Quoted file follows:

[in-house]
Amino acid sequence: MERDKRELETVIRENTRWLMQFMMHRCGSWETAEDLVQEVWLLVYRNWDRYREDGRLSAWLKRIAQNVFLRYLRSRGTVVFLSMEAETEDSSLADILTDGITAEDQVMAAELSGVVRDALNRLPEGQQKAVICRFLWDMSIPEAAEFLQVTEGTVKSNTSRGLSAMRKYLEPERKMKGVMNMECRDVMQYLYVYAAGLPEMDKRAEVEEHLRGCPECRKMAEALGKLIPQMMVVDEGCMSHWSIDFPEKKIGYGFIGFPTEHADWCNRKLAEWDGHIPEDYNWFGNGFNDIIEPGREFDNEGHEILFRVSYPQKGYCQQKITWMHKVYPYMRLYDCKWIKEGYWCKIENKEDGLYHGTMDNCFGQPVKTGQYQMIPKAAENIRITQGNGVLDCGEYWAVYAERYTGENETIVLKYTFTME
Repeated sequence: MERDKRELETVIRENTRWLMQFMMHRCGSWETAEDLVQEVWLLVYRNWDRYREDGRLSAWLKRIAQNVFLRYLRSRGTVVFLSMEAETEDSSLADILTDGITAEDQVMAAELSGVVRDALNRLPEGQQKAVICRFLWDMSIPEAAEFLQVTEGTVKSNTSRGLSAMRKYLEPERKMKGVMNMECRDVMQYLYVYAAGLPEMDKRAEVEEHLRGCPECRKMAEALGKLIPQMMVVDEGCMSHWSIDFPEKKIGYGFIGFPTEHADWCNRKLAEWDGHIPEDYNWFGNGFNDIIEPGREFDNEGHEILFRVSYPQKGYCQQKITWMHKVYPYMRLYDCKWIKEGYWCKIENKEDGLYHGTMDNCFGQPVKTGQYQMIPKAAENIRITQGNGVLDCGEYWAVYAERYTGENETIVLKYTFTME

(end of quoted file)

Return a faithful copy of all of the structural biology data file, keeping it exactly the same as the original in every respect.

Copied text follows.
[in-house]
Amino acid sequence: MERDKRELETVIRENTRWLMQFMMHRCGSWETAEDLVQEVWLLVYRNWDRYREDGRLSAWLKRIAQNVFLRYLRSRGTVVFLSMEAETEDSSLADILTDGITAEDQVMAAELSGVVRDALNRLPEGQQKAVICRFLWDMSIPEAAEFLQVTEGTVKSNTSRGLSAMRKYLEPERKMKGVMNMECRDVMQYLYVYAAGLPEMDKRAEVEEHLRGCPECRKMAEALGKLIPQMMVVDEGCMSHWSIDFPEKKIGYGFIGFPTEHADWCNRKLAEWDGHIPEDYNWFGNGFNDIIEPGREFDNEGHEILFRVSYPQKGYCQQKITWMHKVYPYMRLYDCKWIKEGYWCKIENKEDGLYHGTMDNCFGQPVKTGQYQMIPKAAENIRITQGNGVLDCGEYWAVYAERYTGENETIVLKYTFTME
Repeated sequence: MERDKRELETVIRENTRWLMQFMMHRCGSWETAEDLVQEVWLLVYRNWDRYREDGRLSAWLKRIAQNVFLRYLRSRGTVVFLSMEAETEDSSLADILTDGITAEDQVMAAELSGVVRDALNRLPEGQQKAVICRFLWDMSIPEAAEFLQVTEGTVKSNTSRGLSAMRKYLEPERKMKGVMNMECRDVMQYLYVYAAGLPEMDKRAEVEEHLRGCPECRKMAEALGKLIPQMMVVDEGCMSHWSIDFPEKKIGYGFIGFPTEHADWCNRKLAEWDGHIPEDYNWFGNGFNDIIEPGREFDNEGHEILFRVSYPQKGYCQQKITWMHKVYPYMRLYDCKWIKEGYWCKIENKEDGLYHGTMDNCFGQPVKTGQYQMIPKAAENIRITQGNGVLDCGEYWAVYAERYTGENETIVLKYTFTME